To recap, OData is a specification that extends the popular Atom Publishing Protocol (APP) with conventions that make it easy to expose data sources (think relational databases) in a standard way. OData has been driven by Microsoft and is now at version 3, but it seems to be making the transition to a work item at OASIS where it seems likely that a more open specification process will be observed.
I've written about OData before but the best way to play with it is to look at some sample feeds, the Netflix database is one I tend to use for my examples because the data is real and something that is widely understood.
With the work now at a more formal standards body I hope that some of the rough edges of the existing specification can be knocked off. This type of thing is important if OData is to make the transition from a specification which works well if you have client and server libraries from the same vendor to one which can be truly interoperable.
For example, the current specification makes a mess of defining the simple concept of a string-literal parsed from a URL. As a result, it is impossible to make a conforming URI which will get you information about an actor like Peter O'Toole. Here's a URL that a naive user might construct:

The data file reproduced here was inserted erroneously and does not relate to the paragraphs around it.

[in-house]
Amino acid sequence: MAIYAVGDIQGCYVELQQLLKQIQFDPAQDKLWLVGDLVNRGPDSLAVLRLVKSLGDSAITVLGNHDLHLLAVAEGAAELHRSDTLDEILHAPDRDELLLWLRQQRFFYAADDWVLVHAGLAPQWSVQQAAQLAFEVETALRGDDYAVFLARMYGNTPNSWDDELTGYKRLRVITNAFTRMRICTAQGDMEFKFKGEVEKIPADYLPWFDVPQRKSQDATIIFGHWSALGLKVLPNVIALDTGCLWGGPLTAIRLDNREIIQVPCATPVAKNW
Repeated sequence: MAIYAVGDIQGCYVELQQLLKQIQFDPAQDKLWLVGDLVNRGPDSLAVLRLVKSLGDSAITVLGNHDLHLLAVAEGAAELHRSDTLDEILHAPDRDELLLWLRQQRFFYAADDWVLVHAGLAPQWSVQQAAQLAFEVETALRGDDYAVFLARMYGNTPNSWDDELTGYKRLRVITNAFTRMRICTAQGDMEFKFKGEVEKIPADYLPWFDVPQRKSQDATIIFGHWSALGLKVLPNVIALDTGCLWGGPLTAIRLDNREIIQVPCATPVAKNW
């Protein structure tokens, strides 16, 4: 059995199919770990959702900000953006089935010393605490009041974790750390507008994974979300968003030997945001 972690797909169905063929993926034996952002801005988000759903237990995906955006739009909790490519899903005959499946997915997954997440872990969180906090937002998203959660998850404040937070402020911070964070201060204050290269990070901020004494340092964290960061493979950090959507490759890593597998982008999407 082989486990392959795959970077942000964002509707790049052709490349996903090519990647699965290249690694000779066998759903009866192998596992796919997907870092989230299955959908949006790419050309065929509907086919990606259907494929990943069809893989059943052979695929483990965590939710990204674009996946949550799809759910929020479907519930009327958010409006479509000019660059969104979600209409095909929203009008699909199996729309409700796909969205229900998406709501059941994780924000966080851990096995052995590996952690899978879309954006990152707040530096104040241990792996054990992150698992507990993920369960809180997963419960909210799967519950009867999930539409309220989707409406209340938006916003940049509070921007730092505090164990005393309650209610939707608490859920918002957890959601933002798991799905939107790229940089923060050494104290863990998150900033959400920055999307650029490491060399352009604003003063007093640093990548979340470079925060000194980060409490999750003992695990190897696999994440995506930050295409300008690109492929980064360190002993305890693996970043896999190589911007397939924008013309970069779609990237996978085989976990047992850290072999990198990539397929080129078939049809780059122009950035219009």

Notice that the single-quote character in O'Toole terminates the literal and, sure enough, Netflix returns an error.
Syntax error at position 22.
In fact, there is an undocumented way to get around the problem, using the SQL-convention of doubling the quote character:
I've posted a comment to highlight this issue to the new OData comment list, let's see what happens! It's a public forum so anyone can join though the work of the technical committee itself is behind closed doors (OASIS is a subscription-based membership organization).
I'm a fan of what the basic OData specification is trying to do so getting things like this fixed is important. Just looking at the XML file you get back from the above URI immediately opens up the wonderful world of linked data, giving me relative links like
People(69540)/TitlesActedIn from which you can see details of all the films Peter O'Toole has acted in. Don't like XML? Just add
?$format=json to the URL and you can consume the list directly into your web-page.
Last year I gave a lightning talk at a CETIS event in which I encouraged people who were creating REST-based protocols as part of their technical standards development process to have a really close look at OData. Building new specifications using existing protocols can dramatically save time when drafting and make it much easier for people to implement afterwards. And even if OData is not for you, if your application is a good fit for a REST-based approach why not just use APP as it is? Forgot the additional complications of things like WADL, you don't need them. What's more, if you use APP then you can take advantage of existing implementations in web browsers to provide basic and easy to consume views of your data.